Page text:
Cut work rights and watch international student volumes crash


South Asian students are a key driver of Australia’s record increase in net overseas migration.

Student visa holders

After the former Coalition Government relaxed the cap on international student work hours and extended the time VET graduates could stay in Australia after completing their degrees, the number of South Asian students arriving for work and residency increased dramatically.

The Albanese government then boosted permanent migrant intake to record levels, improving students’ chances of permanent residency.

Permanent migrant intake

Labor also extended the number of hours students can work while studying (to 24 hours a week from 20 hours pre-pandemic).

The government also extended post-study work rights for international university graduates (revoked in February) and negotiated migration accords with India, providing Indians with five-year student visas and eight-year post-study work visas.


These policy changes have encouraged huge volumes of non-authentic students, dubious education agents, and scam ‘ghost colleges’ that have thrived.

According to a recent Navitas poll of study intentions, students from South Asia and Africa select a study location based on their ability to obtain work rights, a low-cost course, and permanent residency:

Issues important for international students

South Asia and Africa care about work and migration, not education quality.


In contrast, students from these two continents are least concerned about educational quality.

Opportunities to work while studying and post-study work rights rank highly for all source countries other than students from China and Europe.

This suggests that Australia’s international education trade would collapse if work rights were significantly curtailed or cancelled since living and working in Australia is their key motivation.


To nobody’s surprise, the Albanese government’s reversal of its decision to extend post-study work rights for international university graduates by two years has angered students, who claim they would have chosen another destination.

“Many international students were unaware of Australia’s recent visa policy changes before they arrived Down Under, and a sizeable proportion would have gone elsewhere had they known, according to a survey”.

“The questionnaire of more than 400 current and prospective students found that only two in five knew that Australia had cancelled its two-year extension to post-study work rights”.

“Over one in four prospective students said the policy shift had changed their minds about going to Australia”.

The survey also showed that nearly seven in ten international students work while studying, with most working in unrelated fields to their study:

“The survey found that 69% of current students were undertaking paid work alongside their studies, but only 23% had jobs that related to their studies”.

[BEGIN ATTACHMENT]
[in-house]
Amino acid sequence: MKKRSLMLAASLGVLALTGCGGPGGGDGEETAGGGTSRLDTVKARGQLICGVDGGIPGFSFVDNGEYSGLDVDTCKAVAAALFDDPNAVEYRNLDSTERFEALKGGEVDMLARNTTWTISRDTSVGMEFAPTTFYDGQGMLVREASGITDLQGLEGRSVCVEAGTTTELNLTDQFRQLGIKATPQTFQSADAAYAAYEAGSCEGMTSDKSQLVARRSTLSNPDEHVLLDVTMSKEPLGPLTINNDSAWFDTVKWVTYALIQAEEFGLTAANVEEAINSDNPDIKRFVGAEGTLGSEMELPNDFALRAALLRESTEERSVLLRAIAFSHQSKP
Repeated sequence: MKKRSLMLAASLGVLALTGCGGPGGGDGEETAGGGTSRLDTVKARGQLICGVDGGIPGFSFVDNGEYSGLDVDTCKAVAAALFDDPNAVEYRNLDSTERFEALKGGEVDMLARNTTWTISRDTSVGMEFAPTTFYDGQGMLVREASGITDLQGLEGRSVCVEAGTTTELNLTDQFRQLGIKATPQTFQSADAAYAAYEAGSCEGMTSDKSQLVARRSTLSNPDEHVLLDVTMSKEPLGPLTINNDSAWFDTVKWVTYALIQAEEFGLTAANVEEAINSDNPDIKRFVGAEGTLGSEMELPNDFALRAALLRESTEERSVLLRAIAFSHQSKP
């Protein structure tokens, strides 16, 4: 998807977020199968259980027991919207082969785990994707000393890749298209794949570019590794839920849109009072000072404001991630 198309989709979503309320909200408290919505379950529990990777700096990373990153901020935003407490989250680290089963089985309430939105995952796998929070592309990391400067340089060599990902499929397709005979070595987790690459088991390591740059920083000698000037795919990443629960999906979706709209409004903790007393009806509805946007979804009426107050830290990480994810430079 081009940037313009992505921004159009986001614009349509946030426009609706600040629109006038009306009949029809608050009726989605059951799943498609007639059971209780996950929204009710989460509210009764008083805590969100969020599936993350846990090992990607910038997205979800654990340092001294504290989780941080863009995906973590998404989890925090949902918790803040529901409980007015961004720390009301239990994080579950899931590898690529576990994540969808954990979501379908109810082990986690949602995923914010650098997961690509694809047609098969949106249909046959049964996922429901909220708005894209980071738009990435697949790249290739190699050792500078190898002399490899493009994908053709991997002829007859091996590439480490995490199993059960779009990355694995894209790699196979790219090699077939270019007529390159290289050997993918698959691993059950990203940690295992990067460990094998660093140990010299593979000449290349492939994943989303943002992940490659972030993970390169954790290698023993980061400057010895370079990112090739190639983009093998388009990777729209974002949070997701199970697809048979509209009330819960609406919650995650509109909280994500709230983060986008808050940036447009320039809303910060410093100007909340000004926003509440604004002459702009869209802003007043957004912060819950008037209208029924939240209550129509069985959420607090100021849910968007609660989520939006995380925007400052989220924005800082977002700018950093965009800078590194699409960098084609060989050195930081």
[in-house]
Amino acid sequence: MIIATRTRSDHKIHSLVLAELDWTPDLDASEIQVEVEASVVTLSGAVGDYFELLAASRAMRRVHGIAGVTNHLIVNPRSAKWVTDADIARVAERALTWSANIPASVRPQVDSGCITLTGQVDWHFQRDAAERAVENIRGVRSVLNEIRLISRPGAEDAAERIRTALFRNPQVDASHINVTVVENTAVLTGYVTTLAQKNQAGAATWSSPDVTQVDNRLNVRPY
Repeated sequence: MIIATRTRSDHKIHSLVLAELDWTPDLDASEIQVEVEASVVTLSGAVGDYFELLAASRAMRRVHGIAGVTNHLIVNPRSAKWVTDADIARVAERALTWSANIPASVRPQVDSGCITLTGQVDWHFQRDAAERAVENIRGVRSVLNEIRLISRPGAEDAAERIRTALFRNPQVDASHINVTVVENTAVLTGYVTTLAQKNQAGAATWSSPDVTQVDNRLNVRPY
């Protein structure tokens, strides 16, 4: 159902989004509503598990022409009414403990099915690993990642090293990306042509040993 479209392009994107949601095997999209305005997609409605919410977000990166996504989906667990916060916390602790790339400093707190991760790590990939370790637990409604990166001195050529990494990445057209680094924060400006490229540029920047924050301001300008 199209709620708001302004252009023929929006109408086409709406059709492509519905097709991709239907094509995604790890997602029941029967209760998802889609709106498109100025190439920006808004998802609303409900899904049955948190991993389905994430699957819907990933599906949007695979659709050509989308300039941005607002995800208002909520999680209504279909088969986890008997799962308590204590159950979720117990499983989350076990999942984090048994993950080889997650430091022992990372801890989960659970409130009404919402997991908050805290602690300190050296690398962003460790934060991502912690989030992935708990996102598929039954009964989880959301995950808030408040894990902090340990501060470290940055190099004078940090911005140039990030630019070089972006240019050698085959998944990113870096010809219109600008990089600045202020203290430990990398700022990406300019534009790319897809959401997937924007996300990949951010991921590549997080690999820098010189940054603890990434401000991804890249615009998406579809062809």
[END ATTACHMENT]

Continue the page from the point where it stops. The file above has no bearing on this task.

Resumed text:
“Most said they had been unable to secure relevant employment because they lacked residency or full-time work rights”.

This follows a recent study from the Committee for Economic Development of Australia (CEDA), which showed that “recent migrants earn significantly less than Australian-born workers” and that “migrants have become increasingly likely to work in lower productivity firms”, earning more than 10% less than Australian-born workers on average.

The CEDA report also showed that the unemployment rates of recent skilled migrants are higher than those of Australian-born workers.

Migrant wage shortfall

CEDA’s findings are supported by the latest Graduate Outcomes Survey, which shows that international graduate employment rates, participation rates, and median salaries are well below those of domestic graduates:

Labour force outcomes

Source: Graduate Outcomes Survey (2022)

Instead of continually lowering standards to attract large numbers of international students of questionable quality, policymakers should concentrate on attracting a smaller pool of exceptional (genuine) students.

This could be done by raising financial barriers to entry, increasing entrance requirements (particularly for English language proficiency), raising pedagogical standards, abolishing group assignments, and severing the clear link between studying, working, and permanent residency.


These reforms would improve student quality, increase export income per student, raise wages and working conditions in low-skilled jobs, and reduce enrolment levels to manageable and sustainable levels, thereby improving local students’ learning environments and relieving population pressure.

In short, international education must prioritise quality over quantity.

Otherwise, Australia will confront a resurgence of the preceding decade’s chronic youth unemployment, wage theft, exploitation, and overcrowding in housing and infrastructure.

About the author
Leith van Onselen is Chief Economist at the MB Fund and MB Super. He is also a co-founder of MacroBusiness. Leith has previously worked at the Australian Treasury, Victorian Treasury and Goldman Sachs.